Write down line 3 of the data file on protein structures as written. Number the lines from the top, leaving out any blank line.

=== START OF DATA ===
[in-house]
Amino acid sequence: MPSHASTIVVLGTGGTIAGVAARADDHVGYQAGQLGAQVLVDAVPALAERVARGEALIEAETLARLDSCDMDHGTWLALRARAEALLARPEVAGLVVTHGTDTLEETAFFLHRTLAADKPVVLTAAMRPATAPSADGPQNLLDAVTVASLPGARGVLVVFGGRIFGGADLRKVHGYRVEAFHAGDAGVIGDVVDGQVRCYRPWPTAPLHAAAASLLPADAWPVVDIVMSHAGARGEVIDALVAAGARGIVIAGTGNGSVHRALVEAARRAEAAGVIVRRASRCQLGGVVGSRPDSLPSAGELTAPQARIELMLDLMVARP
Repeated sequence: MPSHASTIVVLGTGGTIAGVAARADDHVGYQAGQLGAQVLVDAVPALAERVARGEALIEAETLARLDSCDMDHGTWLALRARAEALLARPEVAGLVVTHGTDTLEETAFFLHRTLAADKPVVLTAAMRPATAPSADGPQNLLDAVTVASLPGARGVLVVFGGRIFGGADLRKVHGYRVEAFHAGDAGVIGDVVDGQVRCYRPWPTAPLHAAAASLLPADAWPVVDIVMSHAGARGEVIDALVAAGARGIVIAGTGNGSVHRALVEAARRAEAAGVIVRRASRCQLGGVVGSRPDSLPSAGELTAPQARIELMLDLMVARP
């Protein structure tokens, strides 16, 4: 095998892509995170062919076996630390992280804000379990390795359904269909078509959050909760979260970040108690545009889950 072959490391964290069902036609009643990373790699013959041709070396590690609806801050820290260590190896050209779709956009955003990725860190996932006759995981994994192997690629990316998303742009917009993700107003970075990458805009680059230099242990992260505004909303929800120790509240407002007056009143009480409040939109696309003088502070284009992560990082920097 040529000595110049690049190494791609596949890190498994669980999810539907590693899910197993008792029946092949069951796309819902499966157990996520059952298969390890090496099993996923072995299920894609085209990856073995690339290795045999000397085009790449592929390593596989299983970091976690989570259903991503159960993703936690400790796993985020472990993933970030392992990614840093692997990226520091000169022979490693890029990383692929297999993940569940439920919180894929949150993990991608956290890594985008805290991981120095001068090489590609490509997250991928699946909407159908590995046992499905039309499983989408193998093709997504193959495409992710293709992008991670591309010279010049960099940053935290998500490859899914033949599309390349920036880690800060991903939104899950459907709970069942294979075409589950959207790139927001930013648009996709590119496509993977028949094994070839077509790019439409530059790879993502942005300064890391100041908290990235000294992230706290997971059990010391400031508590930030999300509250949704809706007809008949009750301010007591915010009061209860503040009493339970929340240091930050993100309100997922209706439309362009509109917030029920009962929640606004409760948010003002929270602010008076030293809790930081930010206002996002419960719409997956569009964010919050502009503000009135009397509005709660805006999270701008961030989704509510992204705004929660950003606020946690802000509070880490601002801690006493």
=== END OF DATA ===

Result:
Repeated sequence: MPSHASTIVVLGTGGTIAGVAARADDHVGYQAGQLGAQVLVDAVPALAERVARGEALIEAETLARLDSCDMDHGTWLALRARAEALLARPEVAGLVVTHGTDTLEETAFFLHRTLAADKPVVLTAAMRPATAPSADGPQNLLDAVTVASLPGARGVLVVFGGRIFGGADLRKVHGYRVEAFHAGDAGVIGDVVDGQVRCYRPWPTAPLHAAAASLLPADAWPVVDIVMSHAGARGEVIDALVAAGARGIVIAGTGNGSVHRALVEAARRAEAAGVIVRRASRCQLGGVVGSRPDSLPSAGELTAPQARIELMLDLMVARP